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Product + Knowledge + Passion = Revenue

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In the radio business, there’s this constant struggle between what matters more – generating revenue, or delivering great programming. Clearly you need both to make a difference, but not all brands experience success in both areas.

Given my background in programming, I’m sure you’re going to be stunned to learn that I lean first towards providing quality programming. However, I’m not one of those people who turns a blind eye to sales, or minimizes the importance of being profitable. Anyone who’s occupied a conference room with me knows that I’m going to defend the integrity of the programming at all costs, but if I reject an idea, I’m likely to counter with “but here’s what I will consider”.

We can play the chicken or the egg game, but in life, listeners have a choice of whether or not to invest their time in a brand. They didn’t turn on your radio station, listen to your podcast, or watch your personality’s video, because they were looking for an advertiser message.

The client didn’t place their ad budget on your radio station because they were concerned with helping your company turn a profit. They did it because you have something of value to offer – access to people!

With that access comes the opportunity to place effective messaging in front of an audience by aligning the advertiser with things that the user considers cool (talent, features, play by play, etc.). But how are you supposed to take advantage of the power you yield, if you don’t fully grasp the vision of the product, and the reasons why it connects?

I’ve been fortunate to work with some great Market Managers during my career. Since entering into business for myself last August, I’ve had the pleasure of meeting many more who truly understand the secret sauce of their radio stations. You can’t measure a brand’s success solely by ratings numbers, and you can’t make investments by only looking at expenses vs. revenue earned. If that were the case, this format wouldn’t have more than seven hundred stations operating in it.

One area today which is drawing larger industry concern is the product knowledge, and interest level, among market managers, and sales leaders. Some of that’s brought on by individual decisions, but most of it is the result of structure, pressure, and inexperience.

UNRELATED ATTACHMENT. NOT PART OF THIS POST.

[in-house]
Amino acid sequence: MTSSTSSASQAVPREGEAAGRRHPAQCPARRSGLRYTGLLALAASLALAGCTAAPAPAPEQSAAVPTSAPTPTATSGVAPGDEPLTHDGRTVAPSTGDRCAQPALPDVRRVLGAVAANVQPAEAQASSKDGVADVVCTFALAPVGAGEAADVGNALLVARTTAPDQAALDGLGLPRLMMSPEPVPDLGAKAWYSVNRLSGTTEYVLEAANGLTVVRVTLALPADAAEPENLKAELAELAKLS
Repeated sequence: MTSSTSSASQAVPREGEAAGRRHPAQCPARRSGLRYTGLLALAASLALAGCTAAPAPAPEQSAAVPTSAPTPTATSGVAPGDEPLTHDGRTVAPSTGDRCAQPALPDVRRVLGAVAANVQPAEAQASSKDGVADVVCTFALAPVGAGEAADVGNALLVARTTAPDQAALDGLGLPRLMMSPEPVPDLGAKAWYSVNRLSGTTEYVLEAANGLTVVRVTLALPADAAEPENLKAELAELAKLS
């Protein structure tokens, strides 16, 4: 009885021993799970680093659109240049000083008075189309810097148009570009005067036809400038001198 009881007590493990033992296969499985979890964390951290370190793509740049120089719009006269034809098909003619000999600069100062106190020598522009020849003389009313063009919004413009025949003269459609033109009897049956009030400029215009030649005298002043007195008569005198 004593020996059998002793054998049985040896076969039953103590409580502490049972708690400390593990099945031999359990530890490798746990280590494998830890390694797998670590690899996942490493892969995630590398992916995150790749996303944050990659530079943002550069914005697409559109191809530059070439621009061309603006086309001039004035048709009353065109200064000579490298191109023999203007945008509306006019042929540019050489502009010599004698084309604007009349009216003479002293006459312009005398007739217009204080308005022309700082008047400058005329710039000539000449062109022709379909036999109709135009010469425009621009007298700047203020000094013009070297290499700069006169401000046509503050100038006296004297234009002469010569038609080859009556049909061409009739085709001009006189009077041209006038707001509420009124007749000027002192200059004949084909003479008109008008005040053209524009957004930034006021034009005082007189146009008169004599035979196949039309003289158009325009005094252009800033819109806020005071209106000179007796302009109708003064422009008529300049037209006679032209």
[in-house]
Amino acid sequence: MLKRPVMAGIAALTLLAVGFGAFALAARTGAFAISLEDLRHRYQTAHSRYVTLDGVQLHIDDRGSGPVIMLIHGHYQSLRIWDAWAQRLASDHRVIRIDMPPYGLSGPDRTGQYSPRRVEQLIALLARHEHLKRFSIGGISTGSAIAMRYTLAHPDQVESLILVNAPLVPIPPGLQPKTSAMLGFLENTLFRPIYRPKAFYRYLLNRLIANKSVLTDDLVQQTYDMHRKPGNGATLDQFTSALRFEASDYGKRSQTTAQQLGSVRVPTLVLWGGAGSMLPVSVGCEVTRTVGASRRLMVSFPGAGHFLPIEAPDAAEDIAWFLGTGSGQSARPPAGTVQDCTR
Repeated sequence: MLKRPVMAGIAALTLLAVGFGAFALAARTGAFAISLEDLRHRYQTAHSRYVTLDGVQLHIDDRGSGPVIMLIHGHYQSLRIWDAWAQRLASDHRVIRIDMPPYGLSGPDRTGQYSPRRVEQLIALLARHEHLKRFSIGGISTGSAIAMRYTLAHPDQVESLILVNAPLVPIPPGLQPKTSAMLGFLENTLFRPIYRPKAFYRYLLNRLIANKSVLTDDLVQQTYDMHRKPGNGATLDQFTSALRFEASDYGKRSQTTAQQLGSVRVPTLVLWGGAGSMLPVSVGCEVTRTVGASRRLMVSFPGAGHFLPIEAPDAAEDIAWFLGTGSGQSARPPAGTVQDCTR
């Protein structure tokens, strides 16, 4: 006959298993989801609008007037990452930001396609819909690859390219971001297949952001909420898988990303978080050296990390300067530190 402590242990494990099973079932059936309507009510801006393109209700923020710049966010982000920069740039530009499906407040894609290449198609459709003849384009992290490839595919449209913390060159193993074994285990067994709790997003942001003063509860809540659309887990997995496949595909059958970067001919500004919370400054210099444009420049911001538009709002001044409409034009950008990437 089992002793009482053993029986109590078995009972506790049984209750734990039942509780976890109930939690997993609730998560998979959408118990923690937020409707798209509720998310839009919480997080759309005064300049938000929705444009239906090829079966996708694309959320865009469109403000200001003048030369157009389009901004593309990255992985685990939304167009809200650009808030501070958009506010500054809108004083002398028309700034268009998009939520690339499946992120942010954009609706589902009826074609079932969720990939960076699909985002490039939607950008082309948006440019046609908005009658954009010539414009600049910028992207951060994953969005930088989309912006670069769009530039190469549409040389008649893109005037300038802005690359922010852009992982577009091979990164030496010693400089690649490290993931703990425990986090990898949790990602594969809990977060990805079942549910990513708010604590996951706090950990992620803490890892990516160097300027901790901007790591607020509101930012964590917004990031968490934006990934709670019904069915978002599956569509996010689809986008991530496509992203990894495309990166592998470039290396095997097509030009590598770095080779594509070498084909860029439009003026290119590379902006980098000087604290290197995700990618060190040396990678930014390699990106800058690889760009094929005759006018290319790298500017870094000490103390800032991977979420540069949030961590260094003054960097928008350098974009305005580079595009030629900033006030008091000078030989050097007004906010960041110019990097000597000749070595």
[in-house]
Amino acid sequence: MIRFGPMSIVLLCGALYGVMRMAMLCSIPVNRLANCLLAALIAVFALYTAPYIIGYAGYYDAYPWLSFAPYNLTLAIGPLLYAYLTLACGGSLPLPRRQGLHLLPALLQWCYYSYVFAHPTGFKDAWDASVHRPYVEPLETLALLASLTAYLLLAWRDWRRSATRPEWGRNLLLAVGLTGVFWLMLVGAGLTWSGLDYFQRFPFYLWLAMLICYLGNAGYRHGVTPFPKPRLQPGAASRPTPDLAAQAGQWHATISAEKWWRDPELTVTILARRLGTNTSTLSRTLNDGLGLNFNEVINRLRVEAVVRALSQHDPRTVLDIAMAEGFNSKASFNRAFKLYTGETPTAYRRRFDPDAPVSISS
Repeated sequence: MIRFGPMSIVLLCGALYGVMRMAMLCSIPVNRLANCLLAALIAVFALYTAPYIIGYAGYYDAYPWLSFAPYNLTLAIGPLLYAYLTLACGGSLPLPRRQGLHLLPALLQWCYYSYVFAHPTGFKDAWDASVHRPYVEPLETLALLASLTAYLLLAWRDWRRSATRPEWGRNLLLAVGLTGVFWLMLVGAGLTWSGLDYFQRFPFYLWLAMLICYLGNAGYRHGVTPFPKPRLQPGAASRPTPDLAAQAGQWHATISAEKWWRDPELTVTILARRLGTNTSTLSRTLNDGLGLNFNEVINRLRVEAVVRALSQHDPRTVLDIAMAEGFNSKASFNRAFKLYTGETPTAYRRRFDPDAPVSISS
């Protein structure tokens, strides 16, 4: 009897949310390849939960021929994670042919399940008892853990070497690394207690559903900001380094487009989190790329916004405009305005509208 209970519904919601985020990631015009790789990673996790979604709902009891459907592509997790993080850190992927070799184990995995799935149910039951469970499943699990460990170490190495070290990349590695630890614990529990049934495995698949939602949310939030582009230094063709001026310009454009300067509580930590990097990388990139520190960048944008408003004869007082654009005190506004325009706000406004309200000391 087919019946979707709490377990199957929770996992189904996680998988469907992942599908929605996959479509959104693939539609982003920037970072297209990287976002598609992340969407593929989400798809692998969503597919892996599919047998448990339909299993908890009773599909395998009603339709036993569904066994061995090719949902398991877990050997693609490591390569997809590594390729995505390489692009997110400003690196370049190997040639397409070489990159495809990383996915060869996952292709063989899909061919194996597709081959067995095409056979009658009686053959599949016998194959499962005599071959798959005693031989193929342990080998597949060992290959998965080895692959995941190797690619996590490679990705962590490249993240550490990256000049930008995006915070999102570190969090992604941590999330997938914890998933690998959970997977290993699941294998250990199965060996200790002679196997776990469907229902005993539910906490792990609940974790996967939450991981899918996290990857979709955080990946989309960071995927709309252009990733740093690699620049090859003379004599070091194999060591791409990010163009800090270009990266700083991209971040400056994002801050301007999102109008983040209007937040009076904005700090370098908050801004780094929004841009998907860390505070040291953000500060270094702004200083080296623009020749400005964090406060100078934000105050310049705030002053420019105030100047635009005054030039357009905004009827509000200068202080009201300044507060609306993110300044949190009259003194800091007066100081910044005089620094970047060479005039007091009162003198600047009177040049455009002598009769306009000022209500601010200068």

Selling sports isn’t easy. You have to use the emotion of a local team, the persona of an on-air talent, and the passion of the audience to create deeper interest. Ratings help, but for most sports radio brands, they’re not going to be the reason that local and national clients spend larger dollars on your station. If numbers are part of the decision making process, music stations will get more respect, because they perform better in the 6+ and Persons 25-54 demos, an area that only a handful of sports talkers do.

If you want to strike a chord with a buyer or client, you need evidence to make them look beyond the ratings sheet, especially if you have a competitor in your market.

Have you ever walked into a meeting with audio clips of your brand and your competitor, and let the client hear why it makes sense to invest more in your brand? If you want to draw an emotional response from the client or buyer, watch their reaction when they hear the way their business is presented. Few advertisers enjoy hearing their commercial run on your competitor’s station during an eight minute commercial break, let alone as the final unit.

You can point out the mistakes on your competitor, but when you do so, you better have your own house in order. The last thing you want to do is highlight how the brand you compete against treats a client, and then have the same issues occurring on your own radio station. If you can show a clear difference of the programming, and how a sponsorship works better on one brand than the other, they’ll give deeper thought to doing more business with you.

Here’s another idea. Have you ever taken a look on social media at the reaction of your audience when your on-air talent says something bold, or the station announces something big? The passion is off the charts, and the response can be overwhelming. I used to conduct quarterly Twitter chats when I programmed 95.7 The Game in San Francisco, and there was never a shortage of activity.